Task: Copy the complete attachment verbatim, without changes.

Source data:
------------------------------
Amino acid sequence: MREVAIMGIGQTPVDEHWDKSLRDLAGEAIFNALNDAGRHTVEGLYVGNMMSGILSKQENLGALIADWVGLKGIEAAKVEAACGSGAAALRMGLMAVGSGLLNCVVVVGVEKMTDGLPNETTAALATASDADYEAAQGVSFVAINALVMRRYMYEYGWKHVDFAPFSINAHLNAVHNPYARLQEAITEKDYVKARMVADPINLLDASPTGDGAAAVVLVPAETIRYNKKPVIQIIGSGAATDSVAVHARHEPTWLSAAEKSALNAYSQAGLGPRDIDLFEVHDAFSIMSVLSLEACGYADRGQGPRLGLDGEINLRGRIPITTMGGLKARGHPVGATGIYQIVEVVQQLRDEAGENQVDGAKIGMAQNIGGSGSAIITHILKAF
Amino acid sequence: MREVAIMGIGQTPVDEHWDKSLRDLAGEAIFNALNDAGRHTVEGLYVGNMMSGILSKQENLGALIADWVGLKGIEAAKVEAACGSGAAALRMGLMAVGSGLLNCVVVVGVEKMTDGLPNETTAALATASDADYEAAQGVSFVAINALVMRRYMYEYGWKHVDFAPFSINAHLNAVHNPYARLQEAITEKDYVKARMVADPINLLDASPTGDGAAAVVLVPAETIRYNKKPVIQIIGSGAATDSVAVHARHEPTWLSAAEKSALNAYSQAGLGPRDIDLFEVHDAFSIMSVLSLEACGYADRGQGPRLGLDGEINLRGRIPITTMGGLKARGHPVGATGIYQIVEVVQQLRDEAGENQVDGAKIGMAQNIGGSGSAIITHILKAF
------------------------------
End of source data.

Amino acid sequence: MREVAIMGIGQTPVDEHWDKSLRDLAGEAIFNALNDAGRHTVEGLYVGNMMSGILSKQENLGALIADWVGLKGIEAAKVEAACGSGAAALRMGLMAVGSGLLNCVVVVGVEKMTDGLPNETTAALATASDADYEAAQGVSFVAINALVMRRYMYEYGWKHVDFAPFSINAHLNAVHNPYARLQEAITEKDYVKARMVADPINLLDASPTGDGAAAVVLVPAETIRYNKKPVIQIIGSGAATDSVAVHARHEPTWLSAAEKSALNAYSQAGLGPRDIDLFEVHDAFSIMSVLSLEACGYADRGQGPRLGLDGEINLRGRIPITTMGGLKARGHPVGATGIYQIVEVVQQLRDEAGENQVDGAKIGMAQNIGGSGSAIITHILKAF
Amino acid sequence: MREVAIMGIGQTPVDEHWDKSLRDLAGEAIFNALNDAGRHTVEGLYVGNMMSGILSKQENLGALIADWVGLKGIEAAKVEAACGSGAAALRMGLMAVGSGLLNCVVVVGVEKMTDGLPNETTAALATASDADYEAAQGVSFVAINALVMRRYMYEYGWKHVDFAPFSINAHLNAVHNPYARLQEAITEKDYVKARMVADPINLLDASPTGDGAAAVVLVPAETIRYNKKPVIQIIGSGAATDSVAVHARHEPTWLSAAEKSALNAYSQAGLGPRDIDLFEVHDAFSIMSVLSLEACGYADRGQGPRLGLDGEINLRGRIPITTMGGLKARGHPVGATGIYQIVEVVQQLRDEAGENQVDGAKIGMAQNIGGSGSAIITHILKAF